Random Athlete Of The Day- Ben Petrick
Ex-Catcher Ben Petrick is from Salem, Oregon; the Kalapuyans Native Americans refer to this land as Chemeketa, but the meaning of Chemeketa would probably need a separate article. Regardless, Petrick graduated from Glencoe High School, and despite being recruited for football and baseball, Petrick was selected by the Rockies in the 2nd round of the 1995 Draft.
After just one season in the minors, Petrick became a highly touted prospect. Pre-1997 he was ranked #63 overall by Baseball America, and went on to hit 15 homeruns and steal 30 bags. Pre-1998 Petrick moved up 9 spots and hit over .300 with solid power in A+.
In 1999 Petrick was a September call-up, and played in 19 games, hitting four homers, three doubles, with a .323 BA in 62 AB’s. Pre-2000 Petrick gained a lot of hype and was ranked the 35th overall prospect. In 2000, age 23, Petrick hit .322 with a .401 OBP in his 146 at-bats. The catcher was meant to be the missing piece for the Rockies as their third best hitter behind Todd Helton and Larry Walker. Unfortunately, Petrick was battling Parkinson’s disease, which he was diagnosed with after the 1999 season. It was only announced that he was dealing with the disease in 2004.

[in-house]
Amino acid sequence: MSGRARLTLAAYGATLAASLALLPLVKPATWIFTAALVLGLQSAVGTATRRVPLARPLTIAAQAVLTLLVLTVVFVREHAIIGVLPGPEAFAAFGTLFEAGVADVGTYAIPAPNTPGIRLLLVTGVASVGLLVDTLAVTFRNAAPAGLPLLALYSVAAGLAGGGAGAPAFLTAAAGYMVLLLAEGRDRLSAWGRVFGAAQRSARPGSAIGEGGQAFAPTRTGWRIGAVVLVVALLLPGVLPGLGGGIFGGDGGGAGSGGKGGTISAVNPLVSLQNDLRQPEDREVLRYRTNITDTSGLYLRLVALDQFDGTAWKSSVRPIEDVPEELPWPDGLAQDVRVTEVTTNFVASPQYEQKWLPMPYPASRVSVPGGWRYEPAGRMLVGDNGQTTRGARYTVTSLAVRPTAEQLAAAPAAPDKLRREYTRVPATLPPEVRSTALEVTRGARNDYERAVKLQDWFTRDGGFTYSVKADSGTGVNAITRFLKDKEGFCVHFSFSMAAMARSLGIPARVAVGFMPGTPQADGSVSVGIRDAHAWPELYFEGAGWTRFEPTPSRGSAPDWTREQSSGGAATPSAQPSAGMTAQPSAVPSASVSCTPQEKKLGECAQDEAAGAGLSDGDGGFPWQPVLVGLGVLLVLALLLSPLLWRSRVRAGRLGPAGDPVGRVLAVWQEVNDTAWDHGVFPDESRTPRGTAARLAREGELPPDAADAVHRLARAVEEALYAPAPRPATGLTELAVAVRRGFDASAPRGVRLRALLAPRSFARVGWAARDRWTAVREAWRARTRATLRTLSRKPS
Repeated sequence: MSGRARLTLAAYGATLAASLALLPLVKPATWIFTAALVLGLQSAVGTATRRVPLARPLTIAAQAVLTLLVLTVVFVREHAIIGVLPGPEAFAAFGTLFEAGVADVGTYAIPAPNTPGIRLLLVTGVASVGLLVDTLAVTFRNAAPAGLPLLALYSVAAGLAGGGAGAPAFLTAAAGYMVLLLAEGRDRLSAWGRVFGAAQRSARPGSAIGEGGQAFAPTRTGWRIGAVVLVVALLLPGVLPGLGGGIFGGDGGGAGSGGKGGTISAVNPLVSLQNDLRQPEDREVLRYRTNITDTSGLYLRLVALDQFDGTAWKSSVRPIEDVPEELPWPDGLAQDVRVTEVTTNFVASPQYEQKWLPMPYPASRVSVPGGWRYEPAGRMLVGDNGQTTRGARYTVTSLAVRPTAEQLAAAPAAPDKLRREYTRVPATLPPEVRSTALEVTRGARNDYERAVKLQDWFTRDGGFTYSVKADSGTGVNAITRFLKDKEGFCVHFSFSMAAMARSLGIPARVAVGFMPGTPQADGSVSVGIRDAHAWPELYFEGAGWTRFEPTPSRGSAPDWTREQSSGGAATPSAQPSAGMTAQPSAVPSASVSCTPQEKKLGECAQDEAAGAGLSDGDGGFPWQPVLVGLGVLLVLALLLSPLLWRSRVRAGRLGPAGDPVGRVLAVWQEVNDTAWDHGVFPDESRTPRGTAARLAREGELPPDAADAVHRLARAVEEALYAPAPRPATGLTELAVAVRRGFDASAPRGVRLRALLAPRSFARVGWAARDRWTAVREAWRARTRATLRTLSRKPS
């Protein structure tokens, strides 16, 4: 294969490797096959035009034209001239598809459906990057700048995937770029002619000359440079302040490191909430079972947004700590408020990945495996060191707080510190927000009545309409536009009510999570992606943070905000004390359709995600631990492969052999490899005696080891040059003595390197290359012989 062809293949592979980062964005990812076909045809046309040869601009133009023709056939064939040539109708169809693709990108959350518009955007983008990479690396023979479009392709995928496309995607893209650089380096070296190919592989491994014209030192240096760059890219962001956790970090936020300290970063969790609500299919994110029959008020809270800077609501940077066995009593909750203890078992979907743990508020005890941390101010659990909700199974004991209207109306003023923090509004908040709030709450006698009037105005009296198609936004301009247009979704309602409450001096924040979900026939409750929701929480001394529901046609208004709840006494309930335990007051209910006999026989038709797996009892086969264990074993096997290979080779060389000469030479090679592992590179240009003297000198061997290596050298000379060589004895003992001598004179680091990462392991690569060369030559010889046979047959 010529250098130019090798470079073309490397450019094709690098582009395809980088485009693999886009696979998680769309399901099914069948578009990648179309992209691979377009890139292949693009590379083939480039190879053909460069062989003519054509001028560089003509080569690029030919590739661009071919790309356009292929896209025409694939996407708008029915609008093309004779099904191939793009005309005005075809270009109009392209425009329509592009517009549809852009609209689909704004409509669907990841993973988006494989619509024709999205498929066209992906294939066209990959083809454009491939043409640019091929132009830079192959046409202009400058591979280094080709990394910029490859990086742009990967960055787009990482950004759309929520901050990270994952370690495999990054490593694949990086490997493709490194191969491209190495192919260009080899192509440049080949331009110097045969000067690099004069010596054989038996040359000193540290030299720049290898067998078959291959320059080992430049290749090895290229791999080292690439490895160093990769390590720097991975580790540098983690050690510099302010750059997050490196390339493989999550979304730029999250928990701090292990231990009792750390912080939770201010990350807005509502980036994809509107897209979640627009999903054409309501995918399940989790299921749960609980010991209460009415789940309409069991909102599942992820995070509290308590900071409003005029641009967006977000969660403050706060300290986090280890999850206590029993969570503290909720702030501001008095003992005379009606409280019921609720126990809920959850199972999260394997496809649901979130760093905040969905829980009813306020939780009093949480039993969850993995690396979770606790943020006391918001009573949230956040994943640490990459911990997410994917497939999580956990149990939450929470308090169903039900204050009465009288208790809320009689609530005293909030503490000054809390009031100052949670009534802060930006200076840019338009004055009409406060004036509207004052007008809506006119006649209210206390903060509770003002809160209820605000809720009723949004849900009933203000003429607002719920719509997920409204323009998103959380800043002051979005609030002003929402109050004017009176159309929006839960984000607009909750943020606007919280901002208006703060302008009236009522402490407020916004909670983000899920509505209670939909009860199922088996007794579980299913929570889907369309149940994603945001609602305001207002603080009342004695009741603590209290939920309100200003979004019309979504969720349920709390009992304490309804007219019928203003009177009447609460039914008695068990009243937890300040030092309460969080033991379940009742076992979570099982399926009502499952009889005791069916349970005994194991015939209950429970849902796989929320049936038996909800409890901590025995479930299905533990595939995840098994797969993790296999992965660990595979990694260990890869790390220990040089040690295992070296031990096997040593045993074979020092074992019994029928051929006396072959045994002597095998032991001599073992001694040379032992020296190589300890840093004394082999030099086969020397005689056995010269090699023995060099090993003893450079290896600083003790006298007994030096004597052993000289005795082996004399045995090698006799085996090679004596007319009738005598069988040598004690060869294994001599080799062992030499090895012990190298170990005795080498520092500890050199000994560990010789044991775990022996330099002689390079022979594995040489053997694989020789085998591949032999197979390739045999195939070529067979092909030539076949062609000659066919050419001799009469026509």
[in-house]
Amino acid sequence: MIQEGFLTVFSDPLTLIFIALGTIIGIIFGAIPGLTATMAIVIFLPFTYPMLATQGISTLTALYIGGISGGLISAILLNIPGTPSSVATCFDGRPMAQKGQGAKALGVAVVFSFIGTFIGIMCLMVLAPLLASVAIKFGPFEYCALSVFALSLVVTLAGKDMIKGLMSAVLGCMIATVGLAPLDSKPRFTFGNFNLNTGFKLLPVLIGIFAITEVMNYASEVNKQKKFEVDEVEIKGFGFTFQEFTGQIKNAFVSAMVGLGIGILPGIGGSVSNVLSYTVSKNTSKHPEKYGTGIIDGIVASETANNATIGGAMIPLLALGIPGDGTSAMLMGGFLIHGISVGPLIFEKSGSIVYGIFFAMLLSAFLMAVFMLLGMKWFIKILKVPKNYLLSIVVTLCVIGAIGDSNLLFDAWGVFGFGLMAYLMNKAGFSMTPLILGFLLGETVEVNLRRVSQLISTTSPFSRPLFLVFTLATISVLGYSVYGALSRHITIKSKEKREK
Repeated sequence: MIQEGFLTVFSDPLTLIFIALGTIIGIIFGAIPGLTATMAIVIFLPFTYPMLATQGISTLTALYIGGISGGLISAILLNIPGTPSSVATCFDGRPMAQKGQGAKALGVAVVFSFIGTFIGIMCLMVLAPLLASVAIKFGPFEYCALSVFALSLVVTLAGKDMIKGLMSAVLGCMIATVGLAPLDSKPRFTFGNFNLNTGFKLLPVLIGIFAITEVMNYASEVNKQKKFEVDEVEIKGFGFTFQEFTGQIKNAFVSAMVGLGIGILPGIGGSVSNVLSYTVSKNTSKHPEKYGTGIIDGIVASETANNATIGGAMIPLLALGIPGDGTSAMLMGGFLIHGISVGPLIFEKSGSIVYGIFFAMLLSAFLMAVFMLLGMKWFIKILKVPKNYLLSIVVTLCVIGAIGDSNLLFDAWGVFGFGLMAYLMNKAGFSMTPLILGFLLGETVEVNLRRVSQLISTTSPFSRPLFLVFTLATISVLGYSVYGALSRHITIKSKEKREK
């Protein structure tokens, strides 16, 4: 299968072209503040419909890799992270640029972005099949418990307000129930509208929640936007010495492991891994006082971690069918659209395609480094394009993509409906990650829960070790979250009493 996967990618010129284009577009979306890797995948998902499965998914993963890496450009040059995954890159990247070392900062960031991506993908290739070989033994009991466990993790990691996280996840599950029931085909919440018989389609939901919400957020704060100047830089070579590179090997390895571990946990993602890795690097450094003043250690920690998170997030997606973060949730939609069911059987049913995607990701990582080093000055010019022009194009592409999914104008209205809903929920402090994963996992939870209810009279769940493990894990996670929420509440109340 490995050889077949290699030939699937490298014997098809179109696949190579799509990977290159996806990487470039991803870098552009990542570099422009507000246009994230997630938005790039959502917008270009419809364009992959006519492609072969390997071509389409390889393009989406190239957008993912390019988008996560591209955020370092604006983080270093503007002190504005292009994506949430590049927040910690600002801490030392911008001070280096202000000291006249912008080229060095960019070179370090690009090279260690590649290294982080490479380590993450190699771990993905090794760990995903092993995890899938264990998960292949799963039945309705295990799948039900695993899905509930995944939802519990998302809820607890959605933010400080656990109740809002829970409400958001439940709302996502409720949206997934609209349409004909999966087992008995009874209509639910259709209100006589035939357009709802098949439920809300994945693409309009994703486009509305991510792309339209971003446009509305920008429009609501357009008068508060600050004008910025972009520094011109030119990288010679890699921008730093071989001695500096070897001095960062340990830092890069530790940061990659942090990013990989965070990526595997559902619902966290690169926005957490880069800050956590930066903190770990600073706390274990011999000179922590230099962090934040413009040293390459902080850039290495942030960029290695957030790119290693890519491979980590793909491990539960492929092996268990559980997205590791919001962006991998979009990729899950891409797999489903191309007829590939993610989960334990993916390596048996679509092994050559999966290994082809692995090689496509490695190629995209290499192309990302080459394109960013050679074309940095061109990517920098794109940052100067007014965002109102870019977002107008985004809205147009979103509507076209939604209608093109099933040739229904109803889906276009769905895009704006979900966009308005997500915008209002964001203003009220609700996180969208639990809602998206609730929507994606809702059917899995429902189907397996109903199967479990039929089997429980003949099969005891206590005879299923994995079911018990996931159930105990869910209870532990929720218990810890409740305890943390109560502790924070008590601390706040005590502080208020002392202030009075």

After his promising sample size displayed the season earlier, in 2001 Petrick only batted .238. And the next season was worse with a .211 average. In 2003 the Rockies traded him to the Detroit Tigers for Adam Bernero (career had a 5.91 ERA). The change in scenery didn’t change Petrick’s production as he hit .225.
In 2004, Petrick announced his retirement as the disease was too much for any professional baseball player to handle. The Ex-Rockie spoke at many awareness fundraisers and went on to coach baseball and football at his old high school. Five years later Petrick had a Deep Brain Stimulation surgery, and barely escaped death from a post-brain infection. The next year he had another surgery and successfully survived that as well.
Despite all of his setbacks and obstacles, with the help of Scott Brown and Clint Hurdle, Petrick wrote an inspirational book compiled of stories from his life called “40,000 to One” (http://www.benpetrick.com/about-the-book)